Phenomenologically informed research has provided evidence that 'disembodiment' is a problem in several psychiatric disorders, like schizophrenia and melancholia [30,31]. In such cases of a 'disembodied mind' there is a bodily (mediated) disconnect between the mind and the environment. For instance, in melancholia patients may feel completely alienated from the world, not 'in touch' with it anymore. Still, there is a difference between this kind of 'disembodiment' and the approach to GAD developed in the present paper. For this paper is not about actual disembodiment or perceptual changes in GAD, but about metacognitions on the part of the patient pertaining to his interaction with the environment. In other words, in (more severe) disorders like schizophrenia, there are actual (developmental) changes in bodily interaction with the world, whilst in GAD the main problem concerns metacognitions about how to deal with future situations. Meanwhile, it would be interesting to study GAD in the way that has been done in melancholia and schizophrenia[32], aiming to find signs of actual, e.g., perceptual disembodiment.

The idea put forward in this paper could also be explained to patients, I suggest. In brief, a therapist could say something like this to the patient: "You are more resourceful than you think you are, because you focus and rely on detached contemplation skills. In fact, however, you are ignoring that you are a human being, which means a being that has the specific ability to deal with real life situations rather than with contemplated ones. Granted, detached deliberation and contemplation are indispensible features of our being in the world. Yet, their value is limited; as soon as contemplation takes over and becomes uncontrollable - becomes worrying -, your cognitive endeavors stop adding to your resources in real life situations. Part of the therapy will be to experience your own behavioral resources in the situations you fear. We will do this gradually, but over time you will be surprised by your own capacities in dealing with actual situations." Explaining this view to patients might help motivating them to, indeed, engage bodily - instead of via worrisome imagination - in (feared) situations, and experience their own adaptive skills. In addition, providing patients with this overall picture might encourage them to identify specific aspects of their own behavioral responses in the feared situation that were unanticipated, i.e., overlooked in the worry-scenarios - yet were effective in dealing with the stressor. Identifying such elements of their own behavior could deepen their belief that worrying is not a helpful strategy.

Still, the emphasis on correcting the metacognition about how to deal with the world, should not suggest that other metacognitive corrections are irrelevant when treating GAD. Usually, in CBT, the therapist and the patient identify various (meta)cognitions that contribute to the GAD symptoms in that particular patient. Identifying and correcting these specific (meta)cognitions is a powerful part of CBT. Meanwhile, I suggest that there appears to be an overarching or deep metacognition which ignores the resources of online intelligence. Correcting this metacognition could be part of CBT as well.

5. Conclusions

GAD patients hold certain metacognitions, circling around the value of worrying as a way of preparing for future events. Such metacognitions are shared by many people, but in GAD they are more extreme. In addition, GAD patients tend to underrate their own coping skills should the feared situation occur. I related these phenomena to a philosophical - 'Cartesian' - position that concentrates on rational deliberation, while (at least in part) ignoring our embodied-embedded existence. More specifically, from the perspective of an online account, the GAD-metacognitions are in fact mistakes about what we are. Like philosophers tended to ignore the body as well as the environment (embeddedness), GAD patients tend to either ignore or underrate the embodied-embedded skills human agents naturally have. From this biased perspective it becomes understandable that people start figuring out all kinds of scenarios in a detached offline fashion and at the same time tend to avoid the actual situation just as long as they do not feel that they have worked out all sorts of eventualities. The online intelligence approach, however, acknowledges that, indeed, the future is uncertain (the world being in flux). Meanwhile, at some point detached contemplation adds very little to our coping resources; its value is limited.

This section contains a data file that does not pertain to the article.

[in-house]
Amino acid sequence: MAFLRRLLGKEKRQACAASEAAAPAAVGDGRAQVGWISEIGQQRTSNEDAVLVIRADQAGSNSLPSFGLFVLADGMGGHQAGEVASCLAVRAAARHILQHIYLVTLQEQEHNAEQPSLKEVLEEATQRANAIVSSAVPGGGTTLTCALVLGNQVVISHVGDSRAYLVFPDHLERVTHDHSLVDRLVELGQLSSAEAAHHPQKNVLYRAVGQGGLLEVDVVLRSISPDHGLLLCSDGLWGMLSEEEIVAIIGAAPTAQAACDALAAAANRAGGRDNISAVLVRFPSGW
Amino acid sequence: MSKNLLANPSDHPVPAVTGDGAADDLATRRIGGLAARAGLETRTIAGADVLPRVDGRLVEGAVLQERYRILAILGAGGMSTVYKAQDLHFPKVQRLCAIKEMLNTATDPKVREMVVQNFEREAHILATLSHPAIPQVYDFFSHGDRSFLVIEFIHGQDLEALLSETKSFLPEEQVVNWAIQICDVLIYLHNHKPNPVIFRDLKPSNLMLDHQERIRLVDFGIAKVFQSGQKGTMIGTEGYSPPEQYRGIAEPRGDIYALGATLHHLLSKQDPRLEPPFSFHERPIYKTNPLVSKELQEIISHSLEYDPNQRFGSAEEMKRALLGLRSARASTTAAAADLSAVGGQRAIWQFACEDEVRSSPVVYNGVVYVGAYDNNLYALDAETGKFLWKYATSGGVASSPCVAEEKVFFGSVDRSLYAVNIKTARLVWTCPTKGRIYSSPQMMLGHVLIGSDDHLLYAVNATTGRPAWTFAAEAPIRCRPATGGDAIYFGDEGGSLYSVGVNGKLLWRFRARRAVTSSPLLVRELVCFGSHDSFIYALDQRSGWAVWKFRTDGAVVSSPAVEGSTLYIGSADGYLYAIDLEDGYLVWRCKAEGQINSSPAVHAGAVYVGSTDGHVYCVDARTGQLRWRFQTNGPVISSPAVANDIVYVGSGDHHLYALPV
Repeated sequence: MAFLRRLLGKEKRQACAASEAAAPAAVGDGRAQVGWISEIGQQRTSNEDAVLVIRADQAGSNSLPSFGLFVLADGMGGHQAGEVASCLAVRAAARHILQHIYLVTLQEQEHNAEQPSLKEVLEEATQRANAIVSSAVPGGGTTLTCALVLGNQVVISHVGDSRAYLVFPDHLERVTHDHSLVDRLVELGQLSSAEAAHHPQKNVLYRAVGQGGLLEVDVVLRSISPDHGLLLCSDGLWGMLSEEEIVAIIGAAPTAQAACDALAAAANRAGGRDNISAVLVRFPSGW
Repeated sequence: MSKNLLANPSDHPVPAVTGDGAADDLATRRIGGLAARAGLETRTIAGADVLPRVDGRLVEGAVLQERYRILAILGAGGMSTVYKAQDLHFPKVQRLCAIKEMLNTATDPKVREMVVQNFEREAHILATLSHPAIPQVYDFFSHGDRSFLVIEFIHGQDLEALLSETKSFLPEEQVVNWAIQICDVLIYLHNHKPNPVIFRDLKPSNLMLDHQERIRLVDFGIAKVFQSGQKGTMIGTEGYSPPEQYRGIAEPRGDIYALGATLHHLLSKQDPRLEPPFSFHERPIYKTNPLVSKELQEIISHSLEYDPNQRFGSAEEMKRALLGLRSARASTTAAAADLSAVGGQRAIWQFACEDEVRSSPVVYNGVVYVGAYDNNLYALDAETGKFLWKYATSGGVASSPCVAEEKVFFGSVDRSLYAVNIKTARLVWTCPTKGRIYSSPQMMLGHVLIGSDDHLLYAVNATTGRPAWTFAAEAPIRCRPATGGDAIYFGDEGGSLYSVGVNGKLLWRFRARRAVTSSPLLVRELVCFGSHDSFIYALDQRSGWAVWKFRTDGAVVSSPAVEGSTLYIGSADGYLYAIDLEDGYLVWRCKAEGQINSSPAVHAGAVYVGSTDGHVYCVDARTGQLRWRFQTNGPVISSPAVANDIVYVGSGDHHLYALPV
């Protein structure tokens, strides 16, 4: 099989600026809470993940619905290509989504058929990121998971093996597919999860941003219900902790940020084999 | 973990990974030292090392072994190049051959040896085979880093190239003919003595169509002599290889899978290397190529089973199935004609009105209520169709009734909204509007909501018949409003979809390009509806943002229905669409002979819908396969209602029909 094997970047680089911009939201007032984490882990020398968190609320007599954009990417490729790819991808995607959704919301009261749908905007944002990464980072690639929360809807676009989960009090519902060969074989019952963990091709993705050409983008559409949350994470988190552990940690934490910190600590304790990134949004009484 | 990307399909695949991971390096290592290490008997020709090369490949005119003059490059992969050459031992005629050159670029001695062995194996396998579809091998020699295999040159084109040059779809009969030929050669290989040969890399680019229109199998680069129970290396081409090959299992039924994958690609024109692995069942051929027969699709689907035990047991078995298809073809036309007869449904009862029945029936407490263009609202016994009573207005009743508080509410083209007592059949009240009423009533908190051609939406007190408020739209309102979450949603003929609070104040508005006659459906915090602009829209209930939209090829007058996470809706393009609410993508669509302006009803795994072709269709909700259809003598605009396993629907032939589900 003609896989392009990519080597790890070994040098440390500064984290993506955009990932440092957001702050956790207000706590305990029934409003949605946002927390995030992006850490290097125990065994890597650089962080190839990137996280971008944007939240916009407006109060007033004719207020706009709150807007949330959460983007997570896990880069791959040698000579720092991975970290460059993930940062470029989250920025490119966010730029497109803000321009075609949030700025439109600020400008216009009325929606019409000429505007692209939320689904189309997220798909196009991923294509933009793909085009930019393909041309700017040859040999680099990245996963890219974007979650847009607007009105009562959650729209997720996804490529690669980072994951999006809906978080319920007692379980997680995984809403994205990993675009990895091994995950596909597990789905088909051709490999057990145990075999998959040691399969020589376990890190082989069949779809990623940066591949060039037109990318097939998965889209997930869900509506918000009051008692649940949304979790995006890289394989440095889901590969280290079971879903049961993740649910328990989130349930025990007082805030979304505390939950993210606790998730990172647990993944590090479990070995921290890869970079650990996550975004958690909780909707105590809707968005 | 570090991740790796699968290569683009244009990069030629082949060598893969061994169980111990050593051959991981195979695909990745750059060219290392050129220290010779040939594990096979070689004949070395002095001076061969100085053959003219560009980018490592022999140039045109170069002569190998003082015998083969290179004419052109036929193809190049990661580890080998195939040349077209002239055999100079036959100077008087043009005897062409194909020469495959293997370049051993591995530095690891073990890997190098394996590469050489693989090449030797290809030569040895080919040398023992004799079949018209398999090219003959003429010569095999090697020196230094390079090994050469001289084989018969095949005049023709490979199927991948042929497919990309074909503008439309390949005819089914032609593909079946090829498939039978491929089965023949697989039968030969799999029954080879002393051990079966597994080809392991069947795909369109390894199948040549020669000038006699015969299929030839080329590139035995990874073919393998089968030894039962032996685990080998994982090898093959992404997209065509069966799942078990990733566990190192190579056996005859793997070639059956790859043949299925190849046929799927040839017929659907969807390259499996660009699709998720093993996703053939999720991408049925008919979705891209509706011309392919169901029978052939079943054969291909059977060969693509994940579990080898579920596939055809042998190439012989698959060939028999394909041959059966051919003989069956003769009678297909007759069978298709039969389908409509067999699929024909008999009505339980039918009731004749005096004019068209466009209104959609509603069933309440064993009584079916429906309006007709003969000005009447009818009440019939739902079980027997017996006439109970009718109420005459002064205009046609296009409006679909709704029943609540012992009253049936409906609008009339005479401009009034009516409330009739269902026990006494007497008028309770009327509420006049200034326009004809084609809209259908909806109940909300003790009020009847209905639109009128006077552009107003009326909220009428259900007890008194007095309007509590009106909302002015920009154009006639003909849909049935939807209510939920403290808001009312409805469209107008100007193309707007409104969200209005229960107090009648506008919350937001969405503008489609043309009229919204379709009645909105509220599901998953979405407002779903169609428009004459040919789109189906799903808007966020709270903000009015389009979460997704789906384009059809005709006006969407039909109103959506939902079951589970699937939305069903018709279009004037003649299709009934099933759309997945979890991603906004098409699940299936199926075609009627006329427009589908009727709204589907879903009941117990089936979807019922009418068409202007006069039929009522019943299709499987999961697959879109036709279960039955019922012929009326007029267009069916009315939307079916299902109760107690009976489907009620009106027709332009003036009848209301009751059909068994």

The proposed view adds to our understanding of why CBT is effective in these patients: on the one hand it aims at direct cognitive correction of the relevant GAD-metacognitions; on the other hand its behavioral component provides the GAD patients with the experience that their resources are much richer than prolonged (fearful) offline contemplation can imagine.

Since many people value worrying to some extent and many people do it from time to time, it might be that more people do not fully realize the limitations of offline contemplation on the one hand and the resources of online intelligence in dealing with our world on the other.

List of abbreviations

AI: Artificial intelligence; CBT: Cognitive behavioral therapy; GAD: Generalized anxiety disorder.

Competing interests

The author declares that he has no competing interests.

Authors' contributions

GM is responsible for the full content of the manuscript.

Author's information

Gerben Meynen received a PhD in Philosophy and in Medicine. In 2007 he started his current research project (NWO-Veni grant) on free will and mental disorder at the Faculty of Philosophy, VU University Amsterdam. He also works as a psychiatrist at the Outpatient Clinic for Anxiety Disorders at GGZ InGeest, partner of the VU Medical Center, Amsterdam. His main research interest is philosophy and ethics of psychiatry.

Acknowledgements

This work was supported by The Netherlands Organisation for Scientific Research, Grant 275-20-016. I thank Alan Ralston for his helpful suggestions.

End Notes

1. In technical terms 'being-there' [German: Dasein]. Wheeler ([16], p. 122) uses the term "human agency" and "the human agent". For the analysis and interpretation of 'being-in-the-world' and Wheeler's account as developed in this section, see also [19].